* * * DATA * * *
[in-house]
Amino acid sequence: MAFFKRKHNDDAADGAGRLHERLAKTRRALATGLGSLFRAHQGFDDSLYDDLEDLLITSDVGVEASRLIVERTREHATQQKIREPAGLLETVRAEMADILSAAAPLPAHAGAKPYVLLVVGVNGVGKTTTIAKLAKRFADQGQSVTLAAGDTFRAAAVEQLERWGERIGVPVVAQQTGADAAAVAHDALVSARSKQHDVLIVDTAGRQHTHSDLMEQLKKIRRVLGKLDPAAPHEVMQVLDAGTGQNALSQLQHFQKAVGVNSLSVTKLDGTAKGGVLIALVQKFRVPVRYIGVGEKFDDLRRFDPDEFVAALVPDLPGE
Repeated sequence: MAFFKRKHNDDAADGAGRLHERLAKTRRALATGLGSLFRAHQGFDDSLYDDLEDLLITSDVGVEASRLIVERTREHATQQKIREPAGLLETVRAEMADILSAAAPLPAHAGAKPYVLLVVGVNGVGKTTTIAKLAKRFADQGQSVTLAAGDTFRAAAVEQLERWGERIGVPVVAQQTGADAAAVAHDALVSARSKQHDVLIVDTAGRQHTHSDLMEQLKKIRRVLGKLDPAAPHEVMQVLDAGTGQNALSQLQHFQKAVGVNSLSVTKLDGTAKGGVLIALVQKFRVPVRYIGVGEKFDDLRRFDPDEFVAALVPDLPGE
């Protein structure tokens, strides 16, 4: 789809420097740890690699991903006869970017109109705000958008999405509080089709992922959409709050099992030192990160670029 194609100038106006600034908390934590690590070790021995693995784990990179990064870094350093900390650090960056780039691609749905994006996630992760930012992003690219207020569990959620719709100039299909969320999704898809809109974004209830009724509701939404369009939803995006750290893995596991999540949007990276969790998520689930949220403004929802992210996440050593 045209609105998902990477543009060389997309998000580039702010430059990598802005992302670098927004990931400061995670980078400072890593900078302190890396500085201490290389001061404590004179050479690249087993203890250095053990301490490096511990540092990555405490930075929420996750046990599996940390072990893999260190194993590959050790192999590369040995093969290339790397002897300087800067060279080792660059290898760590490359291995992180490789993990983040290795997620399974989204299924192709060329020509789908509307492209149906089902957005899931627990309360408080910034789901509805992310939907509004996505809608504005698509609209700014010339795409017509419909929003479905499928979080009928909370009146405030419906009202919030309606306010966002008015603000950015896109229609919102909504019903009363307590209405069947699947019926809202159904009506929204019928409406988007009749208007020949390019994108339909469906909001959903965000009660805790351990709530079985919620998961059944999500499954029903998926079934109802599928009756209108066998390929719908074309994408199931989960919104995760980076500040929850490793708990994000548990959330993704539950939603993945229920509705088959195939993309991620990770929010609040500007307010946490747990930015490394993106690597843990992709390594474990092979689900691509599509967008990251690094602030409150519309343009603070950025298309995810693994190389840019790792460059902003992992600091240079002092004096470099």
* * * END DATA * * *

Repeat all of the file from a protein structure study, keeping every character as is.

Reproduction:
[in-house]
Amino acid sequence: MAFFKRKHNDDAADGAGRLHERLAKTRRALATGLGSLFRAHQGFDDSLYDDLEDLLITSDVGVEASRLIVERTREHATQQKIREPAGLLETVRAEMADILSAAAPLPAHAGAKPYVLLVVGVNGVGKTTTIAKLAKRFADQGQSVTLAAGDTFRAAAVEQLERWGERIGVPVVAQQTGADAAAVAHDALVSARSKQHDVLIVDTAGRQHTHSDLMEQLKKIRRVLGKLDPAAPHEVMQVLDAGTGQNALSQLQHFQKAVGVNSLSVTKLDGTAKGGVLIALVQKFRVPVRYIGVGEKFDDLRRFDPDEFVAALVPDLPGE
Repeated sequence: MAFFKRKHNDDAADGAGRLHERLAKTRRALATGLGSLFRAHQGFDDSLYDDLEDLLITSDVGVEASRLIVERTREHATQQKIREPAGLLETVRAEMADILSAAAPLPAHAGAKPYVLLVVGVNGVGKTTTIAKLAKRFADQGQSVTLAAGDTFRAAAVEQLERWGERIGVPVVAQQTGADAAAVAHDALVSARSKQHDVLIVDTAGRQHTHSDLMEQLKKIRRVLGKLDPAAPHEVMQVLDAGTGQNALSQLQHFQKAVGVNSLSVTKLDGTAKGGVLIALVQKFRVPVRYIGVGEKFDDLRRFDPDEFVAALVPDLPGE
């Protein structure tokens, strides 16, 4: 789809420097740890690699991903006869970017109109705000958008999405509080089709992922959409709050099992030192990160670029 194609100038106006600034908390934590690590070790021995693995784990990179990064870094350093900390650090960056780039691609749905994006996630992760930012992003690219207020569990959620719709100039299909969320999704898809809109974004209830009724509701939404369009939803995006750290893995596991999540949007990276969790998520689930949220403004929802992210996440050593 045209609105998902990477543009060389997309998000580039702010430059990598802005992302670098927004990931400061995670980078400072890593900078302190890396500085201490290389001061404590004179050479690249087993203890250095053990301490490096511990540092990555405490930075929420996750046990599996940390072990893999260190194993590959050790192999590369040995093969290339790397002897300087800067060279080792660059290898760590490359291995992180490789993990983040290795997620399974989204299924192709060329020509789908509307492209149906089902957005899931627990309360408080910034789901509805992310939907509004996505809608504005698509609209700014010339795409017509419909929003479905499928979080009928909370009146405030419906009202919030309606306010966002008015603000950015896109229609919102909504019903009363307590209405069947699947019926809202159904009506929204019928409406988007009749208007020949390019994108339909469906909001959903965000009660805790351990709530079985919620998961059944999500499954029903998926079934109802599928009756209108066998390929719908074309994408199931989960919104995760980076500040929850490793708990994000548990959330993704539950939603993945229920509705088959195939993309991620990770929010609040500007307010946490747990930015490394993106690597843990992709390594474990092979689900691509599509967008990251690094602030409150519309343009603070950025298309995810693994190389840019790792460059902003992992600091240079002092004096470099």